One should note that the image of being “cracked” appears often in this text. Characters use it to refer to emotional stress and to betrayal as Gloucester does here, but the term is also employed to signify insanity. By bringing these two meanings together in one word, Shakespeare shows how pain and betrayal function alongside insanity: the first can induce the second or visa versa, and the line between the two is never particularly clear.

Act 2, scene 3 Quotes
"I will preserve myself, and am bethought
To take the basest and most poorest shape
That ever penury in contempt of man
Brought near to beast."
Related Characters: Edgar (speaker)
Related Symbols: Animals, Clothing and Costumes
Page Number: 2.3.6-9
Explanation and Analysis:

Having fled his father’s castle, Edgar finds himself alone in the wilderness. He decides to take on the disguise of a fool called “Poor Tom” in order protect himself from being recognized and killed.

Edgar begins, first, by declaring this intention to “preserve” himself, marking basic survival as his primary intention. Saying, “bethought to take the basest and most poorest shape” declares that the best way to protect himself will be to take on an alternative identity and costume of lowliness. That his “penury” or poverty will be “in contempt of men” implies that his false identity will inherently criticize the morally-empty pomp and circumstance of those from which he hides. Thus he will take on the role of the “beast” primarily for self-protection, but also with an inherent skepticism of others, particularly the morally-bankrupt "nobility."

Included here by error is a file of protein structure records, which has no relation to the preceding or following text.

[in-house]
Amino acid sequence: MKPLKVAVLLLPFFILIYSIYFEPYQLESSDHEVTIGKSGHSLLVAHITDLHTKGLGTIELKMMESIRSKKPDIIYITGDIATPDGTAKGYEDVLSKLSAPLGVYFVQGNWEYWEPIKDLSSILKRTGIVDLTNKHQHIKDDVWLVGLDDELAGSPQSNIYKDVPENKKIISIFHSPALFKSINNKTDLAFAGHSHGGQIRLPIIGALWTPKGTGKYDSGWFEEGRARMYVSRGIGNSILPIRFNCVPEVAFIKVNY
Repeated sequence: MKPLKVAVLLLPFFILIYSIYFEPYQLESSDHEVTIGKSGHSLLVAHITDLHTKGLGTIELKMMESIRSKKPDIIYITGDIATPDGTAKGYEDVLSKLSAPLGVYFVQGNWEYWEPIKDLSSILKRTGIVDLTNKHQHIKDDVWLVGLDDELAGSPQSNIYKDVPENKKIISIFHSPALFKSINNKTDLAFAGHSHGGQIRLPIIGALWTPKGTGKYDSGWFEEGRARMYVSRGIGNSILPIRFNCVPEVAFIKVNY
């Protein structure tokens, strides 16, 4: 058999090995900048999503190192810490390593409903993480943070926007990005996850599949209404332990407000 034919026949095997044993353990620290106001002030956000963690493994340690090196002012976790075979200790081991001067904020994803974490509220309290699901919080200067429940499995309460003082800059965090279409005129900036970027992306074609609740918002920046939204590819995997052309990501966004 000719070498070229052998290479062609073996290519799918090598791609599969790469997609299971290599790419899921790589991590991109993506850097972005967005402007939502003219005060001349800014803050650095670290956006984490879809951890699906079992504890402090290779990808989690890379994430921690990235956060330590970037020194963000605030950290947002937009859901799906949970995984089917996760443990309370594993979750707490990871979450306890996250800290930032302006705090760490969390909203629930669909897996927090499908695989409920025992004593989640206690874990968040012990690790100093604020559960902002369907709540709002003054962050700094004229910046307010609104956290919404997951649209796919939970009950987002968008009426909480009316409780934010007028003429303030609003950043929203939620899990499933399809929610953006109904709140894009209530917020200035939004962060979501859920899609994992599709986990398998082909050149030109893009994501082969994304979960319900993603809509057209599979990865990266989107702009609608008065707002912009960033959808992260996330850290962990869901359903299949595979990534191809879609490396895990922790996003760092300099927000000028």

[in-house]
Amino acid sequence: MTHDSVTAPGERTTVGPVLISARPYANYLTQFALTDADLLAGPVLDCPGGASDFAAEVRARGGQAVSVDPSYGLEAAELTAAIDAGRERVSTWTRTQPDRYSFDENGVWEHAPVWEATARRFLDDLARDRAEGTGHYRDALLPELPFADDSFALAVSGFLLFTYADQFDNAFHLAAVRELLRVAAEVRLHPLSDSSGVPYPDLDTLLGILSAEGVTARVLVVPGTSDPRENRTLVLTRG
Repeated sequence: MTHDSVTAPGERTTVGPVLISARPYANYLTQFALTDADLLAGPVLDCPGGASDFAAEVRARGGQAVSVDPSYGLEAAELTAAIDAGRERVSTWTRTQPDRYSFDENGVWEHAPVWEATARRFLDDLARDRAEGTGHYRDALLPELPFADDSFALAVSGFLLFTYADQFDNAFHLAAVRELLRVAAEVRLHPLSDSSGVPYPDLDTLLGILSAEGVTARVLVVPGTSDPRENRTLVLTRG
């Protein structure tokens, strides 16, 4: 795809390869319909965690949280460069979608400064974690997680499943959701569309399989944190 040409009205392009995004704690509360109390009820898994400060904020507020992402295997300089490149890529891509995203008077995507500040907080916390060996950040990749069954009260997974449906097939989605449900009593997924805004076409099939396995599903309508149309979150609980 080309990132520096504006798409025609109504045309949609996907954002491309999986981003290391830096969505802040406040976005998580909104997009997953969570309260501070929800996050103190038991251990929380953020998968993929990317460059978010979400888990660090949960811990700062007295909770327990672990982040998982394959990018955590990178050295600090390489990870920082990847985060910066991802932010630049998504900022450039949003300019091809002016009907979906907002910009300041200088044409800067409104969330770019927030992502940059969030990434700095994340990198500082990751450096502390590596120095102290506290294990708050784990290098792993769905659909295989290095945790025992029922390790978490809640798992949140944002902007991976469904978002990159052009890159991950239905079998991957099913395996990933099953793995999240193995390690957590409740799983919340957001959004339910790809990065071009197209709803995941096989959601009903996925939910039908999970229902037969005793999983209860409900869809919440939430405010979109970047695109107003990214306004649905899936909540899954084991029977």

This passage takes the theme of man’s relationship to the wilderness in an intriguing direction: in order to best protect himself from the human world of deceit, Edgar must approximate the wilderness as much as possible—becoming “the basest and most poorest shape” that he can. In an odd way, this recourse to nature follows in Edmund’s footsteps: not only is he locating in wilderness something that was lacking in the human world, but he even invokes the tropes of baseness associated with Edmund illegitimacy. Yet whereas Edmund sought a reprieve from legal and moral justice, Edgar is seeking protection only from a misapplication of that justice. Thus Shakespeare presents nature as a repository of both productive and counter-productive divergences from human society.